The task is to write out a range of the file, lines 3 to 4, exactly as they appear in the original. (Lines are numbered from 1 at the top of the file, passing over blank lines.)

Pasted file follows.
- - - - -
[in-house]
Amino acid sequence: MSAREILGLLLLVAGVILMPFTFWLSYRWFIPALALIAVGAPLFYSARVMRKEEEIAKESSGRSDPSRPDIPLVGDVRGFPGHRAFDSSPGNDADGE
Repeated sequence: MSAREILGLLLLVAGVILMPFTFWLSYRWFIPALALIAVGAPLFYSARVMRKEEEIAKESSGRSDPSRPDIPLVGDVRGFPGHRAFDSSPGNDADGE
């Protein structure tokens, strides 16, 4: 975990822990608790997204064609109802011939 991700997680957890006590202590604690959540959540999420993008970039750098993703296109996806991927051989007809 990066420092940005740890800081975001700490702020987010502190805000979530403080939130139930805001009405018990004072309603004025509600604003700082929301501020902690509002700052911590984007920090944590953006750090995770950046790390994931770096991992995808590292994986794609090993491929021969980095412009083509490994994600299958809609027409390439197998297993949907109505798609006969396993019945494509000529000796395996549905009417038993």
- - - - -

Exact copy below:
Repeated sequence: MSAREILGLLLLVAGVILMPFTFWLSYRWFIPALALIAVGAPLFYSARVMRKEEEIAKESSGRSDPSRPDIPLVGDVRGFPGHRAFDSSPGNDADGE
């Protein structure tokens, strides 16, 4: 975990822990608790997204064609109802011939 991700997680957890006590202590604690959540959540999420993008970039750098993703296109996806991927051989007809 990066420092940005740890800081975001700490702020987010502190805000979530403080939130139930805001009405018990004072309603004025509600604003700082929301501020902690509002700052911590984007920090944590953006750090995770950046790390994931770096991992995808590292994986794609090993491929021969980095412009083509490994994600299958809609027409390439197998297993949907109505798609006969396993019945494509000529000796395996549905009417038993």